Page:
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AOL Instant Messenger Officially Discontinuing This December After Twenty Years Online

Twenty years after launching as a download for Microsoft Windows computers in 1997, AOL Instant Messenger will be officially discontinued from December 15, 2017. AOL parent company Oath announced the end of AIM in a blog post earlier this morning, celebrating with a nostalgic recollection of how big the messaging platform was in the late 1990s and early 2000s. All good things come to an end. On Dec 15, we'll bid farewell to AIM. Thank you to all our users! #AIMemories https://t.co/b6cjR2tSuU pic.twitter.com/V09Fl7EPMx— AIM (@aim) October 6, 2017 According to Michael Albers, VP of Communications Product at Oath, the reason behind the discontinuation is how "profoundly" the ways we communicate have changed over the years, leading many to abandon AIM for mobile apps like Apple's iMessage, Facebook's WhatsApp, and more. If you were a 90’s kid, chances are there was a point in time when AOL Instant Messenger (AIM) was a huge part of your life. You likely remember the CD, your first screenname, your carefully curated away messages, and how you organized your buddy lists. Right now you might be reminiscing about how you had to compete for time on the home computer in order to chat with friends outside of school. You might also remember how characters throughout pop culture from “You’ve Got Mail” to “Sex and the City” used AIM to help navigate their relationships. In the late 1990’s, the world had never seen anything like it. And it captivated all of us. AIM tapped into new digital technologies and ignited a cultural shift, but the way in which we

Apple Dropping AOL Sign-In for iTunes and App Store in March

Apple has added a support document to its website stating that customers who use an AOL username to sign into the iTunes Store, App Store or iBooks Store will be unable to continue doing so starting March 31 (via 9to5Mac). Apple customers must convert their AOL username to an Apple ID account in order to maintain access to the storefronts following the deadline."Starting March 31, 2015, AOL will no longer allow customers to use their AOL Username (also known as an AOL Screen Name) to sign in to the iTunes Store, App Store, or iBooks Store. You must convert your AOL Username to an Apple ID in order to maintain access to the stores and to content you purchased previously."Apple will no longer provide support for AOL usernames that are not converted following March 31. The transition does not affect any iTunes purchases made with the AOL username or any other AOL services that may be associated with the account. To begin the transition process, users must sign into iTunes with an AOL username and follow the on-screen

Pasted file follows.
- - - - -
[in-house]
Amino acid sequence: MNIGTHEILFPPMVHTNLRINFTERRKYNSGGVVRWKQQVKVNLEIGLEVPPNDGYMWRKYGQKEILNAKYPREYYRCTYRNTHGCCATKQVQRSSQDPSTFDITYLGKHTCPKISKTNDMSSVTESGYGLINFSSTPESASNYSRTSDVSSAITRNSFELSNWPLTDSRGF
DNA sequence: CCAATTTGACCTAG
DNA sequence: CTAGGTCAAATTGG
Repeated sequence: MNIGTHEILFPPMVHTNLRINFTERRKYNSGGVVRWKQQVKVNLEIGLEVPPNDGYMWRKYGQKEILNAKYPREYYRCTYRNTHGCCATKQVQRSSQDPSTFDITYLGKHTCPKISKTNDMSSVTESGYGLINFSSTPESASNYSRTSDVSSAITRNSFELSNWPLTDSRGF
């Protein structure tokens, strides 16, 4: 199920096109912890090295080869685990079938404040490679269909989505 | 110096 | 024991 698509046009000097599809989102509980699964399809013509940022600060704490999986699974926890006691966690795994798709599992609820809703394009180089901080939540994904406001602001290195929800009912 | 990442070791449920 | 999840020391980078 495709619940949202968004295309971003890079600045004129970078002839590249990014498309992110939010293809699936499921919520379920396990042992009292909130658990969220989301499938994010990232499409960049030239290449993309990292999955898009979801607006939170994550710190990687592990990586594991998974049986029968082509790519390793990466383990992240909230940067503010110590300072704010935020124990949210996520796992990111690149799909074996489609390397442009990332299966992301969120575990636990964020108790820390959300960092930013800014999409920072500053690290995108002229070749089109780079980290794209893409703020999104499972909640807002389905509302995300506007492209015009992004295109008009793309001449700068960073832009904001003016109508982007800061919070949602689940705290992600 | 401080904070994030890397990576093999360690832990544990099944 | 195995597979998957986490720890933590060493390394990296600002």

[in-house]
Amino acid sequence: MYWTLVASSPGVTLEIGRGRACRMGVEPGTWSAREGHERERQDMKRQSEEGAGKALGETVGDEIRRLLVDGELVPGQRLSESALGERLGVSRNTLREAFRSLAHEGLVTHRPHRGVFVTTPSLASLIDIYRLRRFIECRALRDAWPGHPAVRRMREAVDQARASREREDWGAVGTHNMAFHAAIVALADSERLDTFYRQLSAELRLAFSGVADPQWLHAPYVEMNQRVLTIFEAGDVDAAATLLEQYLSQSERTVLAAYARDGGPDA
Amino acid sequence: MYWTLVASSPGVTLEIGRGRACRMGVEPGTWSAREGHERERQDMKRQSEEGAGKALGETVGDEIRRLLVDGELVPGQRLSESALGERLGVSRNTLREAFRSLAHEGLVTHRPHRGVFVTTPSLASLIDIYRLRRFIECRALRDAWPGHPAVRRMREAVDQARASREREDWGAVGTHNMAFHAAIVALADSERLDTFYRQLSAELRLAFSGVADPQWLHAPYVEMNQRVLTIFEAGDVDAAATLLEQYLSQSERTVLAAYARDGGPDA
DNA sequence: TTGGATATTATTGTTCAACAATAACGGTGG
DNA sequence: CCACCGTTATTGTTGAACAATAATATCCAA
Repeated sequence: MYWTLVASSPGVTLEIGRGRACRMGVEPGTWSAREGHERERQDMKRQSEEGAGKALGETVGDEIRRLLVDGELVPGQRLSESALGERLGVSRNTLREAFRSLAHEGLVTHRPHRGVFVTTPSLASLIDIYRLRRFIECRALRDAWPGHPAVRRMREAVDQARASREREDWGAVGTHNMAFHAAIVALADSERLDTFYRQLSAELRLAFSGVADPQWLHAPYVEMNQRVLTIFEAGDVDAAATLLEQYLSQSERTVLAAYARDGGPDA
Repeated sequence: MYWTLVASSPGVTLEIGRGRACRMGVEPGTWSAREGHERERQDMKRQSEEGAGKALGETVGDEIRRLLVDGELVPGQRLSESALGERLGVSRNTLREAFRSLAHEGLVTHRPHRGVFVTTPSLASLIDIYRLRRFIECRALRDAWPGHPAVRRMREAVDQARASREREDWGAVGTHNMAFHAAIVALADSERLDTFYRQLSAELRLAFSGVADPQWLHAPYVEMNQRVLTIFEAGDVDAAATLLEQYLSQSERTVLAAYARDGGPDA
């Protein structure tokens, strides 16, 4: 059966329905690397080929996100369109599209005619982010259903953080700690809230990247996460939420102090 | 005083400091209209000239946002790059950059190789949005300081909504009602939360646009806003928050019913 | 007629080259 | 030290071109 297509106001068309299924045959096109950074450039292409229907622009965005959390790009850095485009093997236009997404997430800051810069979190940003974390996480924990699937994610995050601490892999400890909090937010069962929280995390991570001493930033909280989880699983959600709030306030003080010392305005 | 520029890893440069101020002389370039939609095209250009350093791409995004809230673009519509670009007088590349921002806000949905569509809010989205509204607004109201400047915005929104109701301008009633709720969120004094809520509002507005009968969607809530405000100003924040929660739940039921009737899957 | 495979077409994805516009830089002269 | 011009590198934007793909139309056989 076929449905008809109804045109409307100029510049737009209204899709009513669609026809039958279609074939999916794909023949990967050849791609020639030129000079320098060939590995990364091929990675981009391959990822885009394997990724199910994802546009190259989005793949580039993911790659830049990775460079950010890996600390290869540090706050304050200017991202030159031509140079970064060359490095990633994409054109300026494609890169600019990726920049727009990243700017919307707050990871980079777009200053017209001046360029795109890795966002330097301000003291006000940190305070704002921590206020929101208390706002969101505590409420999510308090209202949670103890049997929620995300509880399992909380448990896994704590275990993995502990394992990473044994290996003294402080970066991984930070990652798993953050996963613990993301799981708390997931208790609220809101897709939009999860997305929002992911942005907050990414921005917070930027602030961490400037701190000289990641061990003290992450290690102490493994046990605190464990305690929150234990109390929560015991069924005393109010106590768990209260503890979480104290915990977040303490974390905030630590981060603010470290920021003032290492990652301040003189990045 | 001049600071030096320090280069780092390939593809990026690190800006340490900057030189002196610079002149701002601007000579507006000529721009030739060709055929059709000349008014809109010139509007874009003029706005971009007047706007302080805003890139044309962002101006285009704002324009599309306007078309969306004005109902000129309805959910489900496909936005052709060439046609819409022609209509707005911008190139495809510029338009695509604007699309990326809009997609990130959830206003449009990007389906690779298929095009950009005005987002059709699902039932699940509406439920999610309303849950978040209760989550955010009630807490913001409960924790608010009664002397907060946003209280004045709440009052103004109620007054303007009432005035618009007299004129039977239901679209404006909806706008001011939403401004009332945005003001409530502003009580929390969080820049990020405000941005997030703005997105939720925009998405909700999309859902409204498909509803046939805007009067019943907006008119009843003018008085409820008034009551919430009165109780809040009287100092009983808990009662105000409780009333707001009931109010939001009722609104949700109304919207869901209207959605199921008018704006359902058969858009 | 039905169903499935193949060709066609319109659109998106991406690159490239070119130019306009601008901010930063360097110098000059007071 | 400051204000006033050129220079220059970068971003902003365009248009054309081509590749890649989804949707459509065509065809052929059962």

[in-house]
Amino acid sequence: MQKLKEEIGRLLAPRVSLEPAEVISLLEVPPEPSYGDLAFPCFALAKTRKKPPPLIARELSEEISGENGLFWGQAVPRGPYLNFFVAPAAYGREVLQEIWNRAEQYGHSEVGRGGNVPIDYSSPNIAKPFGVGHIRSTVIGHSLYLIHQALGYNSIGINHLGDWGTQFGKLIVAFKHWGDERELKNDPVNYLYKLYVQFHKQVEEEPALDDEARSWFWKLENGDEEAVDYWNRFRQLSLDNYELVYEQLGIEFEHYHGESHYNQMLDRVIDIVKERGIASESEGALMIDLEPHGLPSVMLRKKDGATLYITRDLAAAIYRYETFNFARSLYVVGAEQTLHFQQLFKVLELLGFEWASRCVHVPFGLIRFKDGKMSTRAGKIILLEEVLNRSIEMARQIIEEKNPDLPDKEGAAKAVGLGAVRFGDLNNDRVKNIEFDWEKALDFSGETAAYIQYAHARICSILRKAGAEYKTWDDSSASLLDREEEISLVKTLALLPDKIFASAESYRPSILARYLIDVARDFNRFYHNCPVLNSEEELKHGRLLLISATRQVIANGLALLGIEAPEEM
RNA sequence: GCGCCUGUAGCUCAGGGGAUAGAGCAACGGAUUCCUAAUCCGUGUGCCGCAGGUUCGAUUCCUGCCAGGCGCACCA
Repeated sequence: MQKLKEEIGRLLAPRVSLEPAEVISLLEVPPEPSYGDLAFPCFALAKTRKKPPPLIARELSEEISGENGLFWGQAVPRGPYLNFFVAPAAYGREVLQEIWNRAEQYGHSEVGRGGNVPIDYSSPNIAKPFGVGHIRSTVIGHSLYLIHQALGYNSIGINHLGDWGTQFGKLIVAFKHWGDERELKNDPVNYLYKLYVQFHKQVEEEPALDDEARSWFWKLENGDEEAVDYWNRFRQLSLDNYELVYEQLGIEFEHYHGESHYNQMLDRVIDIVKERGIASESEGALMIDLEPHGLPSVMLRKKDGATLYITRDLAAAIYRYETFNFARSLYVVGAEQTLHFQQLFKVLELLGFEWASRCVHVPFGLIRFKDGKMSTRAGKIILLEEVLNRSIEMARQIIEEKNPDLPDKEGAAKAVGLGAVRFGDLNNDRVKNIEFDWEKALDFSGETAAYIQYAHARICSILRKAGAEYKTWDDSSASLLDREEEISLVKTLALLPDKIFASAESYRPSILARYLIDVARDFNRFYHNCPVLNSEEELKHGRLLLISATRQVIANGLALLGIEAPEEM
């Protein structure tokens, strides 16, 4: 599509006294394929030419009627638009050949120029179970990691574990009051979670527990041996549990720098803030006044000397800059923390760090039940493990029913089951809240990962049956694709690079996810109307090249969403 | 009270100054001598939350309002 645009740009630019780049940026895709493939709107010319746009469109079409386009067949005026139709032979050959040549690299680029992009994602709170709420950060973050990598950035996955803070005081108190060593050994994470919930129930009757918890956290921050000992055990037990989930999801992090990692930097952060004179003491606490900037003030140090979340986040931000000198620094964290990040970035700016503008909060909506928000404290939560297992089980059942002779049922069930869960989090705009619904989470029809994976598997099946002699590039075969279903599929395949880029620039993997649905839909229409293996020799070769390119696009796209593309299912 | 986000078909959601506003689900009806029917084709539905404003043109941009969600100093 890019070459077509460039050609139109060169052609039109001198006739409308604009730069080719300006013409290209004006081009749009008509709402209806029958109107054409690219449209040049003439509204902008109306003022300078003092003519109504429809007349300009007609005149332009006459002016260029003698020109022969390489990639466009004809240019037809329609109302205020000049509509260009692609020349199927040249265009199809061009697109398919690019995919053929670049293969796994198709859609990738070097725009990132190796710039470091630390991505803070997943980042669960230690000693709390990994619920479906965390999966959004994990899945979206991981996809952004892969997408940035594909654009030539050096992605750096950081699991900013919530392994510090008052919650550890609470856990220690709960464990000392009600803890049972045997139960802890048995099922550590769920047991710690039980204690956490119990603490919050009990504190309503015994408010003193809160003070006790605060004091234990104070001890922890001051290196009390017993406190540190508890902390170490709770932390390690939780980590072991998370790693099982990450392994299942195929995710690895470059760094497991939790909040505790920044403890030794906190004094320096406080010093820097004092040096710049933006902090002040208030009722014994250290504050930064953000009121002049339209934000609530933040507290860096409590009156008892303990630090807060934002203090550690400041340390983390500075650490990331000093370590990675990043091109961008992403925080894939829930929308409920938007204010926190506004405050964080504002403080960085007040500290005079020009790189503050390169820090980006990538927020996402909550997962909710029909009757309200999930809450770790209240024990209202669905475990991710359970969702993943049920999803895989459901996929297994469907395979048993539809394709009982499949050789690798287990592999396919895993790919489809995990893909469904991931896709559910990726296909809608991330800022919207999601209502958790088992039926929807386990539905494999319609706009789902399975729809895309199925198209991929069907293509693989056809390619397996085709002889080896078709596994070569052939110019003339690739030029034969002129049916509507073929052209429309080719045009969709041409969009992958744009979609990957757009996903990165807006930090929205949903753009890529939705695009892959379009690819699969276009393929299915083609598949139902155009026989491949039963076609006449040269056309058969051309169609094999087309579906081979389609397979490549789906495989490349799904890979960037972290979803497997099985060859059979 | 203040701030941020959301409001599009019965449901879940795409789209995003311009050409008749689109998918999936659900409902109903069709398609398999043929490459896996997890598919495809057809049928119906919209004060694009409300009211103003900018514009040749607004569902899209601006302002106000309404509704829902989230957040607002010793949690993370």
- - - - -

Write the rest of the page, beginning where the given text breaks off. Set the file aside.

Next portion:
AOL Reportedly Shutting Down TUAW Next Week in Larger Restructuring Move [Updated]

AOL will soon be shutting down The Unofficial Apple Weblog, a long-running Apple blog better known as TUAW, according to The Verge. TUAW will reportedly close next Monday, February 2, just a few months after celebrating its tenth anniversary. The website currently has 11 staff on its editorial team. TUAW has been providing Apple news, reviews, how-tos and other content about the Cupertino-based company since December 2004. AOL gained ownership of the website through its acquisition of Weblogs Inc. in 2005. The company has three other flagship media properties in The Huffington Post, TechCrunch and Engadget. The expected closure is part of larger restructuring plans at AOL that will also see long-running gaming website Joystiq shut down. TechCrunch reports that AOL will be laying off about 150 people, mainly in sales, and merging TUAW's Apple-related content and Joystiq into larger technology website Engadget. The majority of the layoffs will be the result of AOL shifting to more programmatic advertising. AOL's restructuring plans are largely unsurprising given CEO Tim Armstrong's comments during the company's fourth quarter earnings call in November:“As we look out to 2015, our strategy and decisions will be driven by the following organizing principles,” said Armstrong. “Number one, we’ll focus our capital allocation resource management and management time against scaled assets and platforms. Two, we will organize our asset portfolio around scaled value and scaled growth assets. Three, we’ll simplify everything that can be simplified.”The impending closure of TUA